You are here

By the Numbers: Voyageurs National Park


Two bald eagles settle a dispute over fishing rights at Voyageurs National Park.  NPS photo.

Voyageur National Park's waterway system, consisting of four large island-studded lakes connected by narrows, was once the route of the French-Canadian voyageurs. A large peninsula with a glaciated, boreal forest landscape completes the ensemble in this Canadian border-hugging  Minnesota park.

Here are some of the park's significant numbers.


Recreational visits in 2010.  Since there was  a major counting instruction change (now using Creel survey), comparison with previous years requires special adjustments.


The park's acreage, which is fairly large by eastern standards.  Voyageurs is slightly bigger than Shenandoah National Park.

10,000 years

Approximate time since the most recent continental (ice sheet) glaciers melted in this part of North America, leaving a landscape mantled with sandy soils, boreal forest, abundant lakes and ponds, and numerous glacially-sculpted rock outcroppings.


Miles of shoreline in the park, which has four major lakes (Rainy, Kabetogama, Namakan, and Sand Point), 24 smaller ones, and more than 500 islands. Thirty-eight percent of the park (83,808 acres) is water-covered, making water a defining feature of the park.


Black bear population of Voyageurs, which also has wolves (several packs), bald eagles, white-tailed deer, and many other species that visitors love to see.

27.9 miles

Length of the park's Kab-Ash Trail, a moderately difficult trail used for summer backpacking and (ungroomed) winter cross-country skiing and snowshoeing. Voyageurs has eight other hiking trails, including some short, easy ones like the Blind Ash Bay Trail, a half-mile loop.

26 feet

Length of the big canoes used to take visitors on North Canoe "voyages" available by reservation at the park's Rainy Lake and Kabetogama Lake Visitor Centers. The sturdy craft is similar to the "North Canoe" (Canot du Nord) that the  voyageurs used for hauling supplies, trade goods, and furs on rivers west of Lake Superior.


Boats used for guided tours and charters in the park. The Voyageur and Otter are used for cruises on Rainy Lake and Kabetogama Lake, respectively. The Borealis is used when water levels in Lake Rainy are too low for the Voyageur. All three boats can all be chartered for school outings, family reunions, weddings, and other special events.


Developed campsites with road connections. All of Voyageurs' campsites are accessible only by boat or (in some cases) floatplane. Even the hike-in campsites on the Kabetogama Peninsula are on trails with boat-accessible trailheads.  Many of the park's more than 200 camping areas have food lockers, picnic tables, tent pad sites, fire rings, and a privy.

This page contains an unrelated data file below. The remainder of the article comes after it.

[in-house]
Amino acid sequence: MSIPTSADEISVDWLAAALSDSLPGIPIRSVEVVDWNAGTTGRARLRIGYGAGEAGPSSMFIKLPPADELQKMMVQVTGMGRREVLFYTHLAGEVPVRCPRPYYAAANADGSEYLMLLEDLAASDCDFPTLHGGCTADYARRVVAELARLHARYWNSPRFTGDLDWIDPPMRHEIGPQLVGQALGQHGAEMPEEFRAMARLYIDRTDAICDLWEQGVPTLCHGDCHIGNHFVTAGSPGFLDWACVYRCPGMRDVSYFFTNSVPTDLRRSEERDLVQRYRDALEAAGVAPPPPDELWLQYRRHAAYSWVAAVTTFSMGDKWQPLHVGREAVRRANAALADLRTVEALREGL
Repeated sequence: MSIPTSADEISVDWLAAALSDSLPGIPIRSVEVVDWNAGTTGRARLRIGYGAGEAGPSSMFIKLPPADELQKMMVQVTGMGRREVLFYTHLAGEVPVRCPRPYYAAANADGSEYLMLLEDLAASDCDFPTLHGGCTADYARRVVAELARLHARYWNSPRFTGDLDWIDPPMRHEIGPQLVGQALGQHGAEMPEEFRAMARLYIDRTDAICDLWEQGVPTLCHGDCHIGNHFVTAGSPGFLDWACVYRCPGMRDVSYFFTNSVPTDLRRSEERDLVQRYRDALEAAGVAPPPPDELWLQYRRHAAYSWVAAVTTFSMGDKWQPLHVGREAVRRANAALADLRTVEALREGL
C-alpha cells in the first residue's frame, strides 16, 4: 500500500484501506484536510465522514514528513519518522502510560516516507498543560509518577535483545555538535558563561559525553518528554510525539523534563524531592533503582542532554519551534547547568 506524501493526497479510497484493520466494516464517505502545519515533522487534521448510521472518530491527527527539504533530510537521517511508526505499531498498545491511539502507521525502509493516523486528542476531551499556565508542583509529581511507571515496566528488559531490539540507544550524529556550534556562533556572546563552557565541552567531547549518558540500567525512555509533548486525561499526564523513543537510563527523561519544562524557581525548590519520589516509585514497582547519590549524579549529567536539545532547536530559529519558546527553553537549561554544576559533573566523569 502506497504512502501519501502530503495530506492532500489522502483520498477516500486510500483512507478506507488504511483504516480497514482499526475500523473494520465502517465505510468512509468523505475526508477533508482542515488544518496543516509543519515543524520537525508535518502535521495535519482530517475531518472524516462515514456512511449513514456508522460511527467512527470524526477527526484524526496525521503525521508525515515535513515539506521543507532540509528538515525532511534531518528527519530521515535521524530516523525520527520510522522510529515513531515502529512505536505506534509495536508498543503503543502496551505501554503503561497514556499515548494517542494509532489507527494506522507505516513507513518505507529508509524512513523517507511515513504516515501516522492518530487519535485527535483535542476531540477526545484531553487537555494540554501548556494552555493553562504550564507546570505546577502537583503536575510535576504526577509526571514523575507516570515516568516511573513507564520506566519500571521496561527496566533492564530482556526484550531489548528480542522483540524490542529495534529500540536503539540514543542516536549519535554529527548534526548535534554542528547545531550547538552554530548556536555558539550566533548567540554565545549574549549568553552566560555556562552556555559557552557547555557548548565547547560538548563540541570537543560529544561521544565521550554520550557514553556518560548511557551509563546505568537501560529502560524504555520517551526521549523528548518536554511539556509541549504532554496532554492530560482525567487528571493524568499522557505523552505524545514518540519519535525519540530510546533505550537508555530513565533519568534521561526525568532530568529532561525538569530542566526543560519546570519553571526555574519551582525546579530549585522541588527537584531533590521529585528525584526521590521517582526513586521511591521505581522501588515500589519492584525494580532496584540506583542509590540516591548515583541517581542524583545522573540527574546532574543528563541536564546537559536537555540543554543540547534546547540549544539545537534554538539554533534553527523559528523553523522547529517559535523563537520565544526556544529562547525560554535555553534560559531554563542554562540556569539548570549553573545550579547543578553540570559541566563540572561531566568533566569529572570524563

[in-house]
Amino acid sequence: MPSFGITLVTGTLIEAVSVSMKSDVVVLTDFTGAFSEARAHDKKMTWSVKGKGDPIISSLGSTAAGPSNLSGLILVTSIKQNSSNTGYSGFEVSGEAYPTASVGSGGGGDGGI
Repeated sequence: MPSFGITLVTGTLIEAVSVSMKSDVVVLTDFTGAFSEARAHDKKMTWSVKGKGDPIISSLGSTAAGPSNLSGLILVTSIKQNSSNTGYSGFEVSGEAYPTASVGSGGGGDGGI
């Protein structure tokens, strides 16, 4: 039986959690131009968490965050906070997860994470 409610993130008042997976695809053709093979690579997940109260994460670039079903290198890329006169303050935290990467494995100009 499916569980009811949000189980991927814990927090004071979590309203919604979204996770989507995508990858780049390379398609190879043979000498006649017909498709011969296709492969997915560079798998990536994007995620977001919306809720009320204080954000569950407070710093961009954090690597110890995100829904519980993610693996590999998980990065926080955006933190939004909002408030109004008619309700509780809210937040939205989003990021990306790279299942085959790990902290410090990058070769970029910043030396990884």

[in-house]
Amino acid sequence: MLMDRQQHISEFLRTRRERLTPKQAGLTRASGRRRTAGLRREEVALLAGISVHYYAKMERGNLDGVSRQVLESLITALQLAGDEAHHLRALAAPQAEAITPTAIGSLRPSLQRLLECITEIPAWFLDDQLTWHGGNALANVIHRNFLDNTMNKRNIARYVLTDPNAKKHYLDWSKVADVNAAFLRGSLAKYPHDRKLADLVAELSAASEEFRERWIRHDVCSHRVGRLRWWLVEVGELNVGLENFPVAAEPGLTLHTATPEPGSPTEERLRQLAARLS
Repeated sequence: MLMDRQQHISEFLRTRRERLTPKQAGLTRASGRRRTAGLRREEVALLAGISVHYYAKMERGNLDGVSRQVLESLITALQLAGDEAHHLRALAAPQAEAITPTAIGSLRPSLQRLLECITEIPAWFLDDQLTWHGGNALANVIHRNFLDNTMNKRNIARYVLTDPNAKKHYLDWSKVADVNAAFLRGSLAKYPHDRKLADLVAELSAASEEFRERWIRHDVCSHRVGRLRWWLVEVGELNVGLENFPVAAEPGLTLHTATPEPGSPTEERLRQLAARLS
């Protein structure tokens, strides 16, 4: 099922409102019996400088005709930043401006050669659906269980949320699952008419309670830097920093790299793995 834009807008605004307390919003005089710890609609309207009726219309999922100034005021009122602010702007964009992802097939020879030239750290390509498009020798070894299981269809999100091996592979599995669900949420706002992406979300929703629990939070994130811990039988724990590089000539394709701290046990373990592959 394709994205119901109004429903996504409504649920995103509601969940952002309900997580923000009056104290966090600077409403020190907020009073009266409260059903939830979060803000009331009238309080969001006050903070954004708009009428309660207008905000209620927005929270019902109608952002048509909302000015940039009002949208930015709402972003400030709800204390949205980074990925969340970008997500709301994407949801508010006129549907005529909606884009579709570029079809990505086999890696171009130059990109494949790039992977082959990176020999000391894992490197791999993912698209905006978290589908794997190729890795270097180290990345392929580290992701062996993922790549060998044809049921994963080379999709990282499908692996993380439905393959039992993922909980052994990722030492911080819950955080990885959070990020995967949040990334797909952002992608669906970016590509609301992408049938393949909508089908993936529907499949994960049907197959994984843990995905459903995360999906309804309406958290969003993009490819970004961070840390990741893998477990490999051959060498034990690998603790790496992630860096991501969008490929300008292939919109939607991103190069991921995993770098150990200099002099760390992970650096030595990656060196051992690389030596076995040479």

Floatplanes allowed to land on Kabetogama Peninsula lakes. Floatplanes are allowed to land only on the waters of Rainy, Kabetogama, Namakan, and Sand Point Lakes. This restriction is meant to prevent the introduction of aquatic-based exotic species and fish diseases, in particular the spiny water flea (Bythotrephes longimanus), into waters free of exotic or invasive species and fish diseases.

-8 ºF

Average daily low temperature in January.  Although summer afternoons typically have comfortable temperatures, the park has the cold winters characteristic of higher-latitude continental interior locations. Durable snow cover and ice (up to two feet thick on some lakes) support a wide range of winter recreation activities, including cross-country skiing, snowmobiling, snowshoeing, and ice fishing.

Featured Article


Favorite memories from little-known Voyageurs, several years ago when our kids were still in school:
  Seeing the Northern Lights
  Big Canoe "voyage", with guides dressed as French Voyageurs
  Boat ride to Kettle Falls, and looking south to Canada at one spot

Personally, I prefer the Quetico Wilderness just across the border in Canada.  They offer only 10% as many wilderness permits and you'll see more moose than people.  The fishing is outstanding due to lack of pressure.  I pulled a 60 inch musky up to my canoe in Lake Kawnipy, caught and released 9 smallmouth bass on 9 consecutive casts with 9 different lures on the St Mary's River, and caught all the Lake Trout I needed for a party of 8 on St Mary's Lake.  It's a tough portage to get in there but it is well worth it.
The Northern Lights are outstanding, but the mosquitos are feroscious at dusk and the biting black flies can be hell biting through cotton socks at the bottom of your canoe as you paddle across open water.

R Stefancik -- You were lucky they only went after your socks.  Those black flies bit a hole in the bottom of my canoe.  Darn near sank us.

But what wonderful places, Voyager's and Quetico.  I wonder if the flies and mosquitos go away in September?

They go down considerably after the 1st freeze, usually mid September.  But by that time the winds are kicking up and you can get quite a lot of cold rain.

Add comment


This question is for testing whether or not you are a human visitor and to prevent automated spam submissions.

National Parks Traveler's Essential Park Guide